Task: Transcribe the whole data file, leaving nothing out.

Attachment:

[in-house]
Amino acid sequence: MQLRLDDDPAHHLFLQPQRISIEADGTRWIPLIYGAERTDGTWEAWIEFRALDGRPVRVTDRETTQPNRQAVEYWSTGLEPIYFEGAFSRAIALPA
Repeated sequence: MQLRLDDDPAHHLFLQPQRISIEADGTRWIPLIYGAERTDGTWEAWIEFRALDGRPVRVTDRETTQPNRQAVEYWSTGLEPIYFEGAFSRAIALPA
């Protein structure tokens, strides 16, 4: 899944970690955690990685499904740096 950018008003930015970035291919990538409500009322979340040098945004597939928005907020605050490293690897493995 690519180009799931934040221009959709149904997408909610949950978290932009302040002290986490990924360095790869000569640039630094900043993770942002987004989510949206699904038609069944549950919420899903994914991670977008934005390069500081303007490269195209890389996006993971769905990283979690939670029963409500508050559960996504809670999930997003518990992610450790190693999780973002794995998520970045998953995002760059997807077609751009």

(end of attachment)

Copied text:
[in-house]
Amino acid sequence: MQLRLDDDPAHHLFLQPQRISIEADGTRWIPLIYGAERTDGTWEAWIEFRALDGRPVRVTDRETTQPNRQAVEYWSTGLEPIYFEGAFSRAIALPA
Repeated sequence: MQLRLDDDPAHHLFLQPQRISIEADGTRWIPLIYGAERTDGTWEAWIEFRALDGRPVRVTDRETTQPNRQAVEYWSTGLEPIYFEGAFSRAIALPA
């Protein structure tokens, strides 16, 4: 899944970690955690990685499904740096 950018008003930015970035291919990538409500009322979340040098945004597939928005907020605050490293690897493995 690519180009799931934040221009959709149904997408909610949950978290932009302040002290986490990924360095790869000569640039630094900043993770942002987004989510949206699904038609069944549950919420899903994914991670977008934005390069500081303007490269195209890389996006993971769905990283979690939670029963409500508050559960996504809670999930997003518990992610450790190693999780973002794995998520970045998953995002760059997807077609751009």